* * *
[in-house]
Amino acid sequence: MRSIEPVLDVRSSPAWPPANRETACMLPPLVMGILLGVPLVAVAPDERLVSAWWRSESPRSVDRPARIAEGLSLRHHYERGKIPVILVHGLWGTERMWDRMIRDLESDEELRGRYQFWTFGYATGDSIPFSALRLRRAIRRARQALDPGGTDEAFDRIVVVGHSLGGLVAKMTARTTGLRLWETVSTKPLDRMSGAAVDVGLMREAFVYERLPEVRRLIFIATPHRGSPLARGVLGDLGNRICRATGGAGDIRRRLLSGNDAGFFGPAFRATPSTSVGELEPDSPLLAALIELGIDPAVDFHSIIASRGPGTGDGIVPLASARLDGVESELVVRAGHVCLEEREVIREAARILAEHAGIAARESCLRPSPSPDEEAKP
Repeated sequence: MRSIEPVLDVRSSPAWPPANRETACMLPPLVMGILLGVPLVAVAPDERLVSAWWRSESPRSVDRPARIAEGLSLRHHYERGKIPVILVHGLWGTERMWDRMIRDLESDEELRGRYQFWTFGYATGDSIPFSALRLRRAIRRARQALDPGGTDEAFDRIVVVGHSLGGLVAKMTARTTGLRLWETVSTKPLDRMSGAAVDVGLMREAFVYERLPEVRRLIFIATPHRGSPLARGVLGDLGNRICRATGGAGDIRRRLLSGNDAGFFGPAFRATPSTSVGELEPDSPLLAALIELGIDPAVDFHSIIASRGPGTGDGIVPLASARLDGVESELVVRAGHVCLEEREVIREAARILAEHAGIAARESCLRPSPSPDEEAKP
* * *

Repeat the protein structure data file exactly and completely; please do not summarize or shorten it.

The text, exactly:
[in-house]
Amino acid sequence: MRSIEPVLDVRSSPAWPPANRETACMLPPLVMGILLGVPLVAVAPDERLVSAWWRSESPRSVDRPARIAEGLSLRHHYERGKIPVILVHGLWGTERMWDRMIRDLESDEELRGRYQFWTFGYATGDSIPFSALRLRRAIRRARQALDPGGTDEAFDRIVVVGHSLGGLVAKMTARTTGLRLWETVSTKPLDRMSGAAVDVGLMREAFVYERLPEVRRLIFIATPHRGSPLARGVLGDLGNRICRATGGAGDIRRRLLSGNDAGFFGPAFRATPSTSVGELEPDSPLLAALIELGIDPAVDFHSIIASRGPGTGDGIVPLASARLDGVESELVVRAGHVCLEEREVIREAARILAEHAGIAARESCLRPSPSPDEEAKP
Repeated sequence: MRSIEPVLDVRSSPAWPPANRETACMLPPLVMGILLGVPLVAVAPDERLVSAWWRSESPRSVDRPARIAEGLSLRHHYERGKIPVILVHGLWGTERMWDRMIRDLESDEELRGRYQFWTFGYATGDSIPFSALRLRRAIRRARQALDPGGTDEAFDRIVVVGHSLGGLVAKMTARTTGLRLWETVSTKPLDRMSGAAVDVGLMREAFVYERLPEVRRLIFIATPHRGSPLARGVLGDLGNRICRATGGAGDIRRRLLSGNDAGFFGPAFRATPSTSVGELEPDSPLLAALIELGIDPAVDFHSIIASRGPGTGDGIVPLASARLDGVESELVVRAGHVCLEEREVIREAARILAEHAGIAARESCLRPSPSPDEEAKP